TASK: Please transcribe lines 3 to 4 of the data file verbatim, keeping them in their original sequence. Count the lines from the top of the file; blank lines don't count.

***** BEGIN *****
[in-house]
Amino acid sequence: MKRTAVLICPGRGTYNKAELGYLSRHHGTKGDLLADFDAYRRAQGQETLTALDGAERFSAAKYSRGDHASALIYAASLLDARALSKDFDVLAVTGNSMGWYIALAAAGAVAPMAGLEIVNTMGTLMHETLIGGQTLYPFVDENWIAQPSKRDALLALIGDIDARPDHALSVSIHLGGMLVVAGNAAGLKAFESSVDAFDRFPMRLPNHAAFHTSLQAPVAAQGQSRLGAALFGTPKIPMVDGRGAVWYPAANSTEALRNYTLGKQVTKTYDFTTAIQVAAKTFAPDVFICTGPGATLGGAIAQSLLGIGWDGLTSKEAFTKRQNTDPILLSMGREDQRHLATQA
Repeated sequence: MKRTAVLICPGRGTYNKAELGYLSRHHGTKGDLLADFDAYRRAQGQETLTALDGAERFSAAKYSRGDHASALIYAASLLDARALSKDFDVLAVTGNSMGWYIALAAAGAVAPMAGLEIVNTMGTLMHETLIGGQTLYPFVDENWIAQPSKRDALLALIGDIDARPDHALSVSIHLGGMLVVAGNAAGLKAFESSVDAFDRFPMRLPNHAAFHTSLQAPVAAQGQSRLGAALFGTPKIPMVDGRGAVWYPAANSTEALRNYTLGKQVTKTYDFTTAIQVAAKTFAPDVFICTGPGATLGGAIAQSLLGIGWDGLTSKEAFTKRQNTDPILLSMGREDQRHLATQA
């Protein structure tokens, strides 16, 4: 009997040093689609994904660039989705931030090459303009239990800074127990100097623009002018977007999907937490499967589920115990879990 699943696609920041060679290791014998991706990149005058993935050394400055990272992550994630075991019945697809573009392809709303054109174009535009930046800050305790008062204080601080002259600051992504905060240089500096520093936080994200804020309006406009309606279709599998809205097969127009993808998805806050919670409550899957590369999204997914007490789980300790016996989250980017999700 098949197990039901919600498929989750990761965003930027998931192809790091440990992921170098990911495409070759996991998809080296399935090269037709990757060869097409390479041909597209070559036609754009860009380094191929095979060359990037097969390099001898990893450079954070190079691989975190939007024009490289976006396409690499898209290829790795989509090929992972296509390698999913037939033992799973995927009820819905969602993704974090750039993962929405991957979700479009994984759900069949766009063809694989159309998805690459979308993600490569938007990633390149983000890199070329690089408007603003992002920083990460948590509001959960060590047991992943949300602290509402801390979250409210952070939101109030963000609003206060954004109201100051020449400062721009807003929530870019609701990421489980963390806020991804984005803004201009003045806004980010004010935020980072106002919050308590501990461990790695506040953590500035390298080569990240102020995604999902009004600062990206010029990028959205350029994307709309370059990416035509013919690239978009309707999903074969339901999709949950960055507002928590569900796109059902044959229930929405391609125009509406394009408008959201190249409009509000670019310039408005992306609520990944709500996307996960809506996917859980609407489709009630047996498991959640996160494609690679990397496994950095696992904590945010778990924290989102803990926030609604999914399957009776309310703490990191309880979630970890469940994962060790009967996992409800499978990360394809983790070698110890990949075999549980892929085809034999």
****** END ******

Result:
Repeated sequence: MKRTAVLICPGRGTYNKAELGYLSRHHGTKGDLLADFDAYRRAQGQETLTALDGAERFSAAKYSRGDHASALIYAASLLDARALSKDFDVLAVTGNSMGWYIALAAAGAVAPMAGLEIVNTMGTLMHETLIGGQTLYPFVDENWIAQPSKRDALLALIGDIDARPDHALSVSIHLGGMLVVAGNAAGLKAFESSVDAFDRFPMRLPNHAAFHTSLQAPVAAQGQSRLGAALFGTPKIPMVDGRGAVWYPAANSTEALRNYTLGKQVTKTYDFTTAIQVAAKTFAPDVFICTGPGATLGGAIAQSLLGIGWDGLTSKEAFTKRQNTDPILLSMGREDQRHLATQA
């Protein structure tokens, strides 16, 4: 009997040093689609994904660039989705931030090459303009239990800074127990100097623009002018977007999907937490499967589920115990879990 699943696609920041060679290791014998991706990149005058993935050394400055990272992550994630075991019945697809573009392809709303054109174009535009930046800050305790008062204080601080002259600051992504905060240089500096520093936080994200804020309006406009309606279709599998809205097969127009993808998805806050919670409550899957590369999204997914007490789980300790016996989250980017999700 098949197990039901919600498929989750990761965003930027998931192809790091440990992921170098990911495409070759996991998809080296399935090269037709990757060869097409390479041909597209070559036609754009860009380094191929095979060359990037097969390099001898990893450079954070190079691989975190939007024009490289976006396409690499898209290829790795989509090929992972296509390698999913037939033992799973995927009820819905969602993704974090750039993962929405991957979700479009994984759900069949766009063809694989159309998805690459979308993600490569938007990633390149983000890199070329690089408007603003992002920083990460948590509001959960060590047991992943949300602290509402801390979250409210952070939101109030963000609003206060954004109201100051020449400062721009807003929530870019609701990421489980963390806020991804984005803004201009003045806004980010004010935020980072106002919050308590501990461990790695506040953590500035390298080569990240102020995604999902009004600062990206010029990028959205350029994307709309370059990416035509013919690239978009309707999903074969339901999709949950960055507002928590569900796109059902044959229930929405391609125009509406394009408008959201190249409009509000670019310039408005992306609520990944709500996307996960809506996917859980609407489709009630047996498991959640996160494609690679990397496994950095696992904590945010778990924290989102803990926030609604999914399957009776309310703490990191309880979630970890469940994962060790009967996992409800499978990360394809983790070698110890990949075999549980892929085809034999």